Computer programs for spelling correction: An experiment in program design

  • James L. Peterson
Part of the Lecture Notes in Computer Science book series (LNCS, volume 96)


Hash Table Program Design Optical Character Recognition Spelling Error Spell Correction 
These keywords were added by machine and not by the authors. This process is experimental and the keywords may be updated as the learning algorithm improves.


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  1. 1.
    C. N. Alberga, “String Similarity and Misspellings”, Communications of the ACM, Volume 10, Number 5, (May 1967), pages 302–313. Master's Thesis. Reviews previous work. Mentions two researchers at IBM Watson who suggest finding the longest common substrings and assigning probabilities based on the portion of the correct string matched. Does rather extensive but unreadable analysis of different algorithms, but with no real results. Reviewed in Computing Reviews, Volume 8, Number 5, Review 12,712.Google Scholar
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    C. R. Blair, “A Program for Correcting Spelling Errors”, Information and Control, Volume 3, Number 1, (March 1960), pages 60–67. Weights the letters to create a four or five letter abbreviation for each word. If abbreviations match, the words are assumed to be the same. Mentions the possibility (impossibility) of building in rules like: i before e except after c and when like a as in neighbor and weigh, ...Google Scholar
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    H. T. Glantz, “On the Recognition of Information with a Digital Computer”, Journal of the ACM, Volume 4, Number 2, (April 1957), pages 178–188. Seems to want either exact match or greatest number of equal characters in equal positions. Good for OCR.Google Scholar
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    L. E. McMahon, L. L. Cherry, and R. Morris, “Statistical Text Processing”, The Bell System Technical Journal, Volume 57, Number 6, Part 2, (July–August 1978), pages 2137–2154. Good description of how computer systems can be used to process text, including spelling correction and an attempt at a syntax checker.Google Scholar
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    F. Muth and A. L. Tharp, “Correcting Human Error in Alphanumeric Terminal Input”, Information Processing and Management, Volume 13, Number 6, (1977), pages 329–337. Suggests a tree structure (like a trie) with special search procedures to allow corrections to be found. Damerau's review points out that their search strategies need improvement and that their tree is much too big to be practical. Each node of the tree has one character (data) and three pointers (father, brother, son). Reviewed in Computing Reviews, Volume 19, Number 6, Review 33,119.CrossRefGoogle Scholar
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    D. P. Partridge and E. B. James, “Natural Information Processing”, International Journal of Man-Machine Studies, Volume 6, Number 2, (March 1974), pages 205–235. Uses a tree structure representation of words to allow checks for incorrect input words. Done in the context of correcting keywords in a Fortran program, but more is there. Frequencies are kept with tree branches to allow the tree to modify itself to optimize search.Google Scholar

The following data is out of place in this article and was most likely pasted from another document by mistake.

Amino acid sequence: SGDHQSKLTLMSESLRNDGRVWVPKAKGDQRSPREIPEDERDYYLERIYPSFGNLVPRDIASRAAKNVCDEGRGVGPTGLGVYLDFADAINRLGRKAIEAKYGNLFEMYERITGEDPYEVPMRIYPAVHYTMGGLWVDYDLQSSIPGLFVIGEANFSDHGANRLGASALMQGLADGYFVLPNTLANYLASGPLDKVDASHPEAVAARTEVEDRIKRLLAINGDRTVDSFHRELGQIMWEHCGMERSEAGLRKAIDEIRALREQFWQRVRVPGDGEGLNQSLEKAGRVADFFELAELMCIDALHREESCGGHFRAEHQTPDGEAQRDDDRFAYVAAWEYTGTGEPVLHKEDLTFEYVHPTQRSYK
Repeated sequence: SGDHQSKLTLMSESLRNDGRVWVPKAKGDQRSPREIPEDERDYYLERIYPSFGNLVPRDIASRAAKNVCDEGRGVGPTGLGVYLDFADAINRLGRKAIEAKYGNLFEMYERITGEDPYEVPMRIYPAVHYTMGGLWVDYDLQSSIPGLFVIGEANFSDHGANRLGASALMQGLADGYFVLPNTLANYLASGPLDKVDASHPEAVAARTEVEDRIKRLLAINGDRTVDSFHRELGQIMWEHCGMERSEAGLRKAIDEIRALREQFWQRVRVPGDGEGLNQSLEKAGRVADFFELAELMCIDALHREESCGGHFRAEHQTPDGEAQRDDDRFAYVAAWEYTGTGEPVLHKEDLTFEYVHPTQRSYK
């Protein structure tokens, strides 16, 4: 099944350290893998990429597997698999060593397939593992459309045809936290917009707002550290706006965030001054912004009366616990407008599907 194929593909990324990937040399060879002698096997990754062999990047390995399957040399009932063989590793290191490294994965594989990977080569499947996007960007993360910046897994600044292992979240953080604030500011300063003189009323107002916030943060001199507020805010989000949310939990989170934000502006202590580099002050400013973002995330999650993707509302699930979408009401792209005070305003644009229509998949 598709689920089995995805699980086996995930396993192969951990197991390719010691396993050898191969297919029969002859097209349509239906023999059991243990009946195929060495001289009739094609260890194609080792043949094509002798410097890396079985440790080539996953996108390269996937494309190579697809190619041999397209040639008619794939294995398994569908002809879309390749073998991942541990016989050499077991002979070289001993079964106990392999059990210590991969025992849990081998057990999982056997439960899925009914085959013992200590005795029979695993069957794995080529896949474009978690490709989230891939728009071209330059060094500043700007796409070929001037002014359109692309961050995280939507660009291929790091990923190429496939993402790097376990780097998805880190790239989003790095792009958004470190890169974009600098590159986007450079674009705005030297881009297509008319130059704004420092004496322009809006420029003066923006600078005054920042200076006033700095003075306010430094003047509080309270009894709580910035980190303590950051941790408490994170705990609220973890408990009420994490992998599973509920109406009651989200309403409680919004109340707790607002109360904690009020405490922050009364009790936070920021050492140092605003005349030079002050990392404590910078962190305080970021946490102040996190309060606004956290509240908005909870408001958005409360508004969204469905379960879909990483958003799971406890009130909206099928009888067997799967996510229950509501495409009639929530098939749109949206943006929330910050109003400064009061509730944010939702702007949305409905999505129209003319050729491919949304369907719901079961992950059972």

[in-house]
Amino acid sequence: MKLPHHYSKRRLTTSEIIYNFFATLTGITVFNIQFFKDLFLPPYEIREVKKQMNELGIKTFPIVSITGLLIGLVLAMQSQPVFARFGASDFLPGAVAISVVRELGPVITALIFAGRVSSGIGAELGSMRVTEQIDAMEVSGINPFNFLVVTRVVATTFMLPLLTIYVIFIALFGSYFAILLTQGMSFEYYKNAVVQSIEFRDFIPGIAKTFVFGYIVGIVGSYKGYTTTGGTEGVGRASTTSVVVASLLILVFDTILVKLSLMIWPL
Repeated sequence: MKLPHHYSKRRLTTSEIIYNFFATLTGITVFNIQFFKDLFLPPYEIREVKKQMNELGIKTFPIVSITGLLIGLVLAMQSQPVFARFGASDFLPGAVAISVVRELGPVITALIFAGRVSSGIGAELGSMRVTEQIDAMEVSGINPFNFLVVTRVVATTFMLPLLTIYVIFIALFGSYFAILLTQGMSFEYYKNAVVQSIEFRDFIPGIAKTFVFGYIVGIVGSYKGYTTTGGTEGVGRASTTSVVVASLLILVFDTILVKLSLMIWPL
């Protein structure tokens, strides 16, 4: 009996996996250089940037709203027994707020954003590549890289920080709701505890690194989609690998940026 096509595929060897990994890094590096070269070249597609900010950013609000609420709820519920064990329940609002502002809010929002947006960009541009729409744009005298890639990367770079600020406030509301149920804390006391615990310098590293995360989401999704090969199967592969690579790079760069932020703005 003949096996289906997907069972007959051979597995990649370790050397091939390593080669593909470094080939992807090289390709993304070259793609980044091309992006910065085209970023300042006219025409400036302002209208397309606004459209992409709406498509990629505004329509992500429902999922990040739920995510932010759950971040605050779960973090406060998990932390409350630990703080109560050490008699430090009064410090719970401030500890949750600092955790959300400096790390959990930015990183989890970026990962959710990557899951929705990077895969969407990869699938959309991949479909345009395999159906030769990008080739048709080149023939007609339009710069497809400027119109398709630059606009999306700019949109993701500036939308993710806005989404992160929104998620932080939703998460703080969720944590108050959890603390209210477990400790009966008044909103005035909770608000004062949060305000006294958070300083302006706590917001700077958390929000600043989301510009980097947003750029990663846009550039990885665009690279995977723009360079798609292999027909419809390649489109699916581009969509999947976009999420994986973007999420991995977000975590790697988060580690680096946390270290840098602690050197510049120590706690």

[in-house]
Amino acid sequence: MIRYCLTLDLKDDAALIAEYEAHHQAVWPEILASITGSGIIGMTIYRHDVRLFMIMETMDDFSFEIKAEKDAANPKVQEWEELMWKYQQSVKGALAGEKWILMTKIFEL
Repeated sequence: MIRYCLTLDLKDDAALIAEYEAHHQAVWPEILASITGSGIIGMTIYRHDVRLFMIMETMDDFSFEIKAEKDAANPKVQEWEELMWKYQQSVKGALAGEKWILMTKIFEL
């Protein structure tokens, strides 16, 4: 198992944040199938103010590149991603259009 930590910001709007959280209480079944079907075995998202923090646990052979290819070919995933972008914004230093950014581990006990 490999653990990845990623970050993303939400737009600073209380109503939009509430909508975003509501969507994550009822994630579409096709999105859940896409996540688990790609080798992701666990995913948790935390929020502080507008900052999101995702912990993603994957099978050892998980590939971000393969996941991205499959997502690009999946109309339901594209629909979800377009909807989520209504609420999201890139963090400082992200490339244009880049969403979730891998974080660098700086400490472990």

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    E. M. Riseman and R. W. Ehrich, “Contextual Word Recognition Using Binary Digrams”, IEEE Transactions on Computers, Volume C-20, Number 4, (April 1971), pages 397–403. Indicates the important property of digrams is only their zero or non-zero nature.Google Scholar
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    P. J. Tenczar and W. W. Golden, “Spelling, Word and Concept Recognition”, Report CERL-X-35, University of Illinois, Urbana, Illinois, (October 1962).Google Scholar
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    R. B. Thomas and M. Kassler, “Character Recognition in Context”, Information and Control, Volume 10, Number 1, (January 1967), pages 43–64. Considers tetragrams (sequences of 4 letters). Of 274 possible tetragrams, only 12 percent (61,273) are legal.CrossRefGoogle Scholar
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    L. Thorelli, “Automatic Correction of Errors in Text”, BIT, Volume 2, Number 1, (1962), pages 45–62. Sort of a survey/tutorial. Mentions digrams and dictionary look-up. Suggests maximizing probabilities.Google Scholar
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    C. M. Vossler and N. M. Branston, “The Use of Context for Correcting Garbled English Text”, Proceedings of the 19th ACM National Convention, (August 1964), pages D2.4-1 to D2.4-13. Uses confusion matrix and word probabilities to select the most probable input word. Also uses digrams. Trying to improve OCR input.Google Scholar
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    R. A. Wagner and M. J. Fischer, “The String-to-String Correction Problem”, Journal of the ACM, Volume 21, Number 1, (January 1974), pages 168–173. Algorithm for determining similarity of two strings as minimum number of edit operations to transform one into the other. Allowed edit operations are add, delete or substitute one character.CrossRefGoogle Scholar
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    C. K. Wong and A. K. Chandra, “Bounds for the String Editing Problem”, Journal of the ACM, Volume 23, Number 1, (January 1976), pages 13–16. Shows that the complexity bounds of [Wagner and Fischer 1974] are not only sufficient but also necessary.CrossRefGoogle Scholar

Copyright information

© Springer-Verlag Berlin Heidelberg 1980

Authors and Affiliations

  • James L. Peterson
    • 1
  1. 1.The Department of Computer SciencesThe University of TexasAustinUSA

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